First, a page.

Softnami
Author: Hussain Mir Ali

I am interested in web and mobile technologies.

If you any questions or feedback then message me at devtips@softnami.com.

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WebSocket Server with JavaScript

Server:

Handshake Client/Server:

Fig 1.0 HTTP Handshake

Before the connection is established the client sends a handshake request to the server via GET method. It passes 'Set-WebSocket-Version' header to let server know if a specific  version of WebSocket is required for communication. It also passes 'Set-WebSocket-Key' which is then used by the server to generate a new key which it sends via the 'Set-WebSocket-Accept' header. The key that server sends back to the client is generated from concatenating '258EAFA5-E914-47DA-95CA-C5AB0DC85B11' with the  key set from the client and taking SHA-1 hash of the resulting string. Then the server sends back base64 encoded version of the hash. 

Ping/Pong:

To ensure the connection is alive the client or server may send a ping with opcode 0x9 to each other after the initial HTTP handshake. The client or server need to send a pong with opcode 0xA right after they receive a ping. The pong should have the same payload as it was received in the ping. A pong received without sending a ping should be ignored.

Client Tracking:

To prevent multiple handshakes for the same client each client needs to be tracked by the server. Tracking clients will also help recognize DOS attacks. This is where Socket.io comes into picture as a server side framework that makes creating a websocket server less cumbersome.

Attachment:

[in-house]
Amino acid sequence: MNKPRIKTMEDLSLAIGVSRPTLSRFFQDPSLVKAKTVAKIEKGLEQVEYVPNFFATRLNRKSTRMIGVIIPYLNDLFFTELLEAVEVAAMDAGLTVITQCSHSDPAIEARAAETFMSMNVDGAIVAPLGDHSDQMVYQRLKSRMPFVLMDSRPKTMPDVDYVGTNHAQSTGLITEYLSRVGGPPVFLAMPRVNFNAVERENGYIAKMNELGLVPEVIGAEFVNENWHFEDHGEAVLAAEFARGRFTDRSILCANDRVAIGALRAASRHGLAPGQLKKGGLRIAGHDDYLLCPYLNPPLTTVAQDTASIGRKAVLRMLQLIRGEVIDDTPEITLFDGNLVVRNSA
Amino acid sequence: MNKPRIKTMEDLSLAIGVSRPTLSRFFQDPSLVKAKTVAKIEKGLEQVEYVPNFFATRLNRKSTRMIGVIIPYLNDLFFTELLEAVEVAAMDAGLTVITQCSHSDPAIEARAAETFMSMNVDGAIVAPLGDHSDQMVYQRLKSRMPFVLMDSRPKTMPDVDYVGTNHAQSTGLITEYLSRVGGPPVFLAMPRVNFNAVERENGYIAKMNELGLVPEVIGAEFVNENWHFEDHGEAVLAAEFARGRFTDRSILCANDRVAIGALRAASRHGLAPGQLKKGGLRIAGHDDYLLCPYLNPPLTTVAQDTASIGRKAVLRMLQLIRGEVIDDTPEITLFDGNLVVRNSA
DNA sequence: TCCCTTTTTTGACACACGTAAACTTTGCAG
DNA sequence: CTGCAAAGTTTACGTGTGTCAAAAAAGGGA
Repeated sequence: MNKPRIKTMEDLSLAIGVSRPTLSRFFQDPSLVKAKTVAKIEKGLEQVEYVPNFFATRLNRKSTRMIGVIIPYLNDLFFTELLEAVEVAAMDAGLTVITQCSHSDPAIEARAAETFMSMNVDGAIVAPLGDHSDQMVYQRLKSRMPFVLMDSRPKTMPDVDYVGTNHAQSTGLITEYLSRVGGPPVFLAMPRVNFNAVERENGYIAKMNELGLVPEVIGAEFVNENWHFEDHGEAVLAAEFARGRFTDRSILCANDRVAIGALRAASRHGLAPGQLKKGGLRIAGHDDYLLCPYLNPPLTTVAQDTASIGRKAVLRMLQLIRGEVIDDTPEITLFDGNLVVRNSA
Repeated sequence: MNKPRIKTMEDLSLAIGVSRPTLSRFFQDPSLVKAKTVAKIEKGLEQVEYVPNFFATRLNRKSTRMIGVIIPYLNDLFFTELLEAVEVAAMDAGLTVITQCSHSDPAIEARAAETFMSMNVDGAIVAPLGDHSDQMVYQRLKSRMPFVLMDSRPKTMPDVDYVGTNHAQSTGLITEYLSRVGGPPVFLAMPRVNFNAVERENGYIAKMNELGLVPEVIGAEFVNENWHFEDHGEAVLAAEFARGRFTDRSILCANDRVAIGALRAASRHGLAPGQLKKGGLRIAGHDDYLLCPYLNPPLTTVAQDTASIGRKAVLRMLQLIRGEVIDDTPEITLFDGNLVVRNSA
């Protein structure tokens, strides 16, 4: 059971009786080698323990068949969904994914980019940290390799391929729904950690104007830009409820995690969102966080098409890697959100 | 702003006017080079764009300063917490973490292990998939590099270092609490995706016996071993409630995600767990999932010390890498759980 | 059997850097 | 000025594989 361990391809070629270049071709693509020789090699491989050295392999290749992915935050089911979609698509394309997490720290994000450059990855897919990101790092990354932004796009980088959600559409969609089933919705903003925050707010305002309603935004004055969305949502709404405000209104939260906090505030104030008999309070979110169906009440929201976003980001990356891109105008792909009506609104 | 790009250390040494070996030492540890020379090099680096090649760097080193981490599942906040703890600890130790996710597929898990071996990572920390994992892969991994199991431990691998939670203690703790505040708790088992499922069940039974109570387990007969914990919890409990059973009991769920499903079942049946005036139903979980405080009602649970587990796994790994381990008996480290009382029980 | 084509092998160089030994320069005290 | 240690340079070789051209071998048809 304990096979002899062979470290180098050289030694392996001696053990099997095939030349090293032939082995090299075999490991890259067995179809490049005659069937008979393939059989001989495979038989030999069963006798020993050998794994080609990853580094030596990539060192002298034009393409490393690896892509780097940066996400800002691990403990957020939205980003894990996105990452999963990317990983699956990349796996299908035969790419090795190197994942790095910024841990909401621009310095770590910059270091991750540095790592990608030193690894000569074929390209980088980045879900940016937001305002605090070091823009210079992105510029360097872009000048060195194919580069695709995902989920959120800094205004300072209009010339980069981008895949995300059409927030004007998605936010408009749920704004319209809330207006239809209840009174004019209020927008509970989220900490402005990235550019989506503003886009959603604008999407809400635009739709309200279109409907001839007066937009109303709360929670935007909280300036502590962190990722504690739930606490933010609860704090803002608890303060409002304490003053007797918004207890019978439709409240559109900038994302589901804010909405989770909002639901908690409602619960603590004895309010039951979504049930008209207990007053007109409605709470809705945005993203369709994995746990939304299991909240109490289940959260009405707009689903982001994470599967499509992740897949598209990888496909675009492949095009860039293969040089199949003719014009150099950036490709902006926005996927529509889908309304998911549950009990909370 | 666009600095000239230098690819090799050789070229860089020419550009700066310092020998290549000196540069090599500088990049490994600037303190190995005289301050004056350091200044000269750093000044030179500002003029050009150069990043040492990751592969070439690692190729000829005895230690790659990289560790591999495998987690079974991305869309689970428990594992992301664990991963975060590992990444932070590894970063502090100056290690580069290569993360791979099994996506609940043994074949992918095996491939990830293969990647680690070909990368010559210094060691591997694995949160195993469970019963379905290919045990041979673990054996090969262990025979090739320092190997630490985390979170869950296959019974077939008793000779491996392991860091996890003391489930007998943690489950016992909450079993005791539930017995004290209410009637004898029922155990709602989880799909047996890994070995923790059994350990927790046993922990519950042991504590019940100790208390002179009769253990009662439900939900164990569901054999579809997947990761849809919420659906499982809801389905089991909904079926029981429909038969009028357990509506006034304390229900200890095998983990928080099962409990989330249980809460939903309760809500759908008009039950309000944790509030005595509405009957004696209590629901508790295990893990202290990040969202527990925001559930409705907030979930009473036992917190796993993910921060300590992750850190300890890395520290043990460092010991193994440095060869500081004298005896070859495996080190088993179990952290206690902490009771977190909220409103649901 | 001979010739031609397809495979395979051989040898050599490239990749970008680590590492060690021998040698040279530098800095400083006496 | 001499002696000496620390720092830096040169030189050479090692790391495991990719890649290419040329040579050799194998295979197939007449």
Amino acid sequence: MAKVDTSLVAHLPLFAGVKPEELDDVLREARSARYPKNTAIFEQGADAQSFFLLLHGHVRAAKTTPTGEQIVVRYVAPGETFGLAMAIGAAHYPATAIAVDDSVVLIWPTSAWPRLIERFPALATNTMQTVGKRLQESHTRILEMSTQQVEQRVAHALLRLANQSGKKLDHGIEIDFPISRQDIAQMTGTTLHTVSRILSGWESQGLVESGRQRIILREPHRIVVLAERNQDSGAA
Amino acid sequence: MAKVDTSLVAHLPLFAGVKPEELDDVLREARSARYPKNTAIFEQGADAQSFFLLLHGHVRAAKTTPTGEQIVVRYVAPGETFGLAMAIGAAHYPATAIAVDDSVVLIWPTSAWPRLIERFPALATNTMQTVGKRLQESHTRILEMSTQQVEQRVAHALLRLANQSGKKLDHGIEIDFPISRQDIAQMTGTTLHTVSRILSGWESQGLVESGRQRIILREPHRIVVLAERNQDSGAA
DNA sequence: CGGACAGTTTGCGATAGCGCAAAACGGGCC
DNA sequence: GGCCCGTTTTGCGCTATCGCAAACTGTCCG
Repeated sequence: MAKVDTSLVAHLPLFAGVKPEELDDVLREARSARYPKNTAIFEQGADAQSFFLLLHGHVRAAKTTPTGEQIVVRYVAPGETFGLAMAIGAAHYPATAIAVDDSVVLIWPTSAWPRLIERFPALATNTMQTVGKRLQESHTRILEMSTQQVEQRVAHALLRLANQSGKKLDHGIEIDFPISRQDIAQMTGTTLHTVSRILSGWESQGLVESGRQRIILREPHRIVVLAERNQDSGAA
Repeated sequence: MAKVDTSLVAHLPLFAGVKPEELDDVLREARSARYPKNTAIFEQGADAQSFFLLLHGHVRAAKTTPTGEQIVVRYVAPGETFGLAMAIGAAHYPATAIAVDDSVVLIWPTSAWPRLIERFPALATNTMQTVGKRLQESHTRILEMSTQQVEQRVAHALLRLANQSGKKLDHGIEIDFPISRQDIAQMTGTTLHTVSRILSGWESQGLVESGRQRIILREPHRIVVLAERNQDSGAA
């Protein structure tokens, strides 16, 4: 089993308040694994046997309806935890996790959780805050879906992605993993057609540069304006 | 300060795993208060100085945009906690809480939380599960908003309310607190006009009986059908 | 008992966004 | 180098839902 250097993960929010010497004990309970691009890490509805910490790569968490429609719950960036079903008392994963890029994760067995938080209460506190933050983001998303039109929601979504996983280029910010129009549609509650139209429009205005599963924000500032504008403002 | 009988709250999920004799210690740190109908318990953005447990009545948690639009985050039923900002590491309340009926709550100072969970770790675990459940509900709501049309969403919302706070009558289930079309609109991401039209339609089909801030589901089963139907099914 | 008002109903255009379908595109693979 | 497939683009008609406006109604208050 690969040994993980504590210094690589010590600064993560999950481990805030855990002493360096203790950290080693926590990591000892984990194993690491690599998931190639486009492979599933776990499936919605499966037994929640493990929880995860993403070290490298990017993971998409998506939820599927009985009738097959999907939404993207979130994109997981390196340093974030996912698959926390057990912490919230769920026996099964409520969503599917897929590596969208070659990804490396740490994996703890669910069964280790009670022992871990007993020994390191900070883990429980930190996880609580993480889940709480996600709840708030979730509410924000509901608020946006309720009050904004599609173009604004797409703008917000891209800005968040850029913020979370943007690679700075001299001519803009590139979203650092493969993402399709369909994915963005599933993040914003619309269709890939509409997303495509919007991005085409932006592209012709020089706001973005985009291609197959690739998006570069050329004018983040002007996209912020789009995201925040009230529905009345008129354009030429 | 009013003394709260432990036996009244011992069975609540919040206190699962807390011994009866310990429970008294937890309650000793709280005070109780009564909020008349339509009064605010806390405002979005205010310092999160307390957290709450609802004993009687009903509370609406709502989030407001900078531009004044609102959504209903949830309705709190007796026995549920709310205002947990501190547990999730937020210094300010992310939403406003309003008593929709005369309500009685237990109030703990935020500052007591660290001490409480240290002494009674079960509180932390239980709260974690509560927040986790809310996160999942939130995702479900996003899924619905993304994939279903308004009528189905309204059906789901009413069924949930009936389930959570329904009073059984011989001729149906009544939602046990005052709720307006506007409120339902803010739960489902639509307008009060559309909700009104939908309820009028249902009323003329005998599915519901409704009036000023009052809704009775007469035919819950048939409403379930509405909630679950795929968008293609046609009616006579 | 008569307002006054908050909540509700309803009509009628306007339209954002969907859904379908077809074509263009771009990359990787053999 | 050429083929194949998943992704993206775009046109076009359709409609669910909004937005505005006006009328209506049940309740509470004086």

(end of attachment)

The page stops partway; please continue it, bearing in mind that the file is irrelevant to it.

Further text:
Socket.io:

installation:
Socket.io can be easily installed from the npm repository.
npm install socket.io --save
server setup: 
The server can be setup using either http module in nodejs or using express. In this case http module is used.
let app = require('http').createServer(handler)
let io = require('socket.io')(app);
let fs = require('fs');

app.listen(80);

function handler(req, res) {
fs.readFile(__dirname + '/index.html',
function (err, data) {
if (err) {
res.writeHead(500);
return res.end('Error loading index.html');
}

res.writeHead(200);
res.end(data);
});
}

io.on('connection', function (socket) {
//handle communication here
});

In the sample code above the 'handler' functions serves the static content like index.html file. This is where the UI for the application may reside. The 'server' object is passed to the 'socket.io' object so it may also start listening. The 'connection' event is fired as soon as the connection with the client is established.

It should be noted that the port where the app listens should either be 80 or 443 for best results. Other ports may cause issues due to firewalls and proxies.

receiving:
Information can be received from the 'socket' event.
io.on('connection', function (socket) {
socket.on('message', function(data){
console.log(data);
});
});

In the above code the 'message' event is used to receive data. But in practice the client can send data via any event ('abc', 'new york', 'hello').

message single client: